Fidelity pledges 50% reduction in emissions from investment portfolios by 2030

The asset manager, which has total client assets of $787.1bn, also committed to phasing out exposure to the thermal coal sector in OECD countries by 2030, and by 2040 globally.

The new climate ratings will use Fidelity’s in-house research capabilities to assess the net-zero ambition and alignment of its investee companies, and will help establish targets for the net zero pathway of its funds.

The ratings will be used in conjunction with the enhanced voting practices that the asset manager revealed earlier this year.

Fidelity brings forward own net-zero goals by a decade to 2030

Jenn-Hui Tan, global head of stewardship and sustainable investing at Fidelity International, said: “As a responsible investor, we must understand the carbon footprint of the portfolios we manage for our clients and work with the companies we invest in to reduce emissions in alignment with global net-zero targets.”

Climate ratings will be applied to all companies in Fidelity’s investment universe and integrated into all investment decisions.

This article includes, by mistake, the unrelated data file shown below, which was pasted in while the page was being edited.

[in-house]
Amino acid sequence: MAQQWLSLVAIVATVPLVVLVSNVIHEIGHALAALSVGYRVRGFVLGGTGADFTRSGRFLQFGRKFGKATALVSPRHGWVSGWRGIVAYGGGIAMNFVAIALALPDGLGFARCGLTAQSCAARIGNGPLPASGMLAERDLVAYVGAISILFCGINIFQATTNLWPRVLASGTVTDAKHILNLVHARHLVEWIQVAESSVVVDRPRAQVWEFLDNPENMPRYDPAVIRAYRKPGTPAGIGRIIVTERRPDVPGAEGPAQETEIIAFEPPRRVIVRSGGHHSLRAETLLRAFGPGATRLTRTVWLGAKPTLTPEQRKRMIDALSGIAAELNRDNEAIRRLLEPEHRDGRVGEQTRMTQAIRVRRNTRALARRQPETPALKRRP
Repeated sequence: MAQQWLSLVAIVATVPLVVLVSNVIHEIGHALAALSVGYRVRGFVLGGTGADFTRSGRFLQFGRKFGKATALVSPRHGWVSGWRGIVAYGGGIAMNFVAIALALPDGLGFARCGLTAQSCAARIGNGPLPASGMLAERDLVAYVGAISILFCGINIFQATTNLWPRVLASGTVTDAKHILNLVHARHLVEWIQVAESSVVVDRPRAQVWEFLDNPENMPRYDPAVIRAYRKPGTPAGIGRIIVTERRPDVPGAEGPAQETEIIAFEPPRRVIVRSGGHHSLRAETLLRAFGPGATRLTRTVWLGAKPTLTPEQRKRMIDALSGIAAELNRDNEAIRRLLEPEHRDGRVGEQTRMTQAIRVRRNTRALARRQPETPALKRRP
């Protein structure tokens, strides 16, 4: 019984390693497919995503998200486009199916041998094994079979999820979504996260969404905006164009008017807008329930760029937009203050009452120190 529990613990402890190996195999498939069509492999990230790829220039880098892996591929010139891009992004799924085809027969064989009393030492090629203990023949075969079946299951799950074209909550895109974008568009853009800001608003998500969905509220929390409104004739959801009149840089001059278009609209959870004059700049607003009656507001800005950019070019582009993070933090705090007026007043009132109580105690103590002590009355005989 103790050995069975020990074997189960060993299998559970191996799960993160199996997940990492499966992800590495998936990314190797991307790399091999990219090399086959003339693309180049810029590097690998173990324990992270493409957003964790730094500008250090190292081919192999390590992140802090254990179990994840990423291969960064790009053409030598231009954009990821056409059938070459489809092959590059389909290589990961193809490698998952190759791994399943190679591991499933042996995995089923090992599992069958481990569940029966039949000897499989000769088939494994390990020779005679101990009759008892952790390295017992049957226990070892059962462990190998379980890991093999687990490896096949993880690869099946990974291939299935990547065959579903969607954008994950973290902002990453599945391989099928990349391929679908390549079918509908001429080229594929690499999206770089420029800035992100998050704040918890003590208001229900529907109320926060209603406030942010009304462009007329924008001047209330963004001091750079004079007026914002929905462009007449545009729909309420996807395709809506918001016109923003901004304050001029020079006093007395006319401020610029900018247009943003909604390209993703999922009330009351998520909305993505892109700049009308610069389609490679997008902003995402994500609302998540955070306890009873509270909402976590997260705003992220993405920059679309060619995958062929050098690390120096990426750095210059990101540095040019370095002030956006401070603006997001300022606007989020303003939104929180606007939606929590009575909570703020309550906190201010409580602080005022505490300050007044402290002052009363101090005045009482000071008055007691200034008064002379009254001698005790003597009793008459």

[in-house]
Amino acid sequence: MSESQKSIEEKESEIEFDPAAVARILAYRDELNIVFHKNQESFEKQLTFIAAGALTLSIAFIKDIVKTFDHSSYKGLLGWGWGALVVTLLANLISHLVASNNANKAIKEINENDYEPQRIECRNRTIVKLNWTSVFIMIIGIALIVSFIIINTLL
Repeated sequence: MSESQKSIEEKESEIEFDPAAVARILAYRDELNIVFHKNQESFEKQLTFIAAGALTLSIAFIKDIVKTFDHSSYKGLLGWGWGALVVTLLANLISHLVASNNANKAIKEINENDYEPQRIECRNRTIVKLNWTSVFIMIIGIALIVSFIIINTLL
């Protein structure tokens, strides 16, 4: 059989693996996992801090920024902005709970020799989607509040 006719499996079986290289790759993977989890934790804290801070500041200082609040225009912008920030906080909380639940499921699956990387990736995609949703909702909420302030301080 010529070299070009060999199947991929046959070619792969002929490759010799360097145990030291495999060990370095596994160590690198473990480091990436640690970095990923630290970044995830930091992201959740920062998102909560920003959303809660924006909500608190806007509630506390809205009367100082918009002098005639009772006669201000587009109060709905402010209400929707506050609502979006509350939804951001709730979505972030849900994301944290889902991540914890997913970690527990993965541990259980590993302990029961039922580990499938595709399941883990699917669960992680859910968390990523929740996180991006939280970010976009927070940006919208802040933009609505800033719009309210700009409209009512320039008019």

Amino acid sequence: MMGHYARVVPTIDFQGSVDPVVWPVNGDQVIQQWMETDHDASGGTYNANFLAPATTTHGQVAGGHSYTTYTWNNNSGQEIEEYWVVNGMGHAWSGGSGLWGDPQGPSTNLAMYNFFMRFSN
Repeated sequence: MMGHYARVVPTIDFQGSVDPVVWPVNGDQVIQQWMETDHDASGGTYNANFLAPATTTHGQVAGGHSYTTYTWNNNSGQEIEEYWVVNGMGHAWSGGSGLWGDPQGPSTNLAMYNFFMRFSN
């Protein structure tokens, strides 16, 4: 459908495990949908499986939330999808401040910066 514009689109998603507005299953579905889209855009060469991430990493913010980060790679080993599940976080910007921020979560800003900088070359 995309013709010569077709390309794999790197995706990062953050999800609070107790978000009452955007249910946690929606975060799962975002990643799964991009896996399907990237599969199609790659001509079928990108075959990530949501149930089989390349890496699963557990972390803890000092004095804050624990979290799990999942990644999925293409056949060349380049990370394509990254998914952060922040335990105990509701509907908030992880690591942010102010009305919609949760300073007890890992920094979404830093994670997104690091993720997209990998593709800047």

The initial phase of this process will use the ratings to identify engagement opportunities in “high-impact” sectors and to set interim targets for 2025 and beyond to ensure that all funds which promote environmental or social characteristics and those with a sustainable investment objective are aligned with a net-zero trajectory by 2050.

Fidelity will enhance its engagement with management in instances where issuers are assessed to be not aligned, but do have a “credible transition pathway”.

“Fidelity invests in many of the world’s leading companies and we want to use our influence as active stewards of capital to help the world meet its climate goals. This long-term, engagement-led policy aims to hold businesses to account for their carbon footprint and ensure that transparent public markets are a powerful force for decarbonisation,” said Tan.

Fidelity called its policy on thermal coal a “gradual exit” in order to give companies time to demonstrate their ability to transition, taking an approach that will also be guided by its climate ratings and engagement policy.

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The asset manager has pledged to divest from companies that do not show progress towards net zero in a timeframe not exceeding three years.

Tan said: “Immediately exiting our exposure to more carbon-intensive companies will diminish the impact we can make through active engagement and is unlikely to make a difference to real-world emissions nor will it address the energy needs of many countries today.”

Earlier in the year, the asset manager brought forward its goal to reduce company-wide operational carbon emissions to net zero by 2030.


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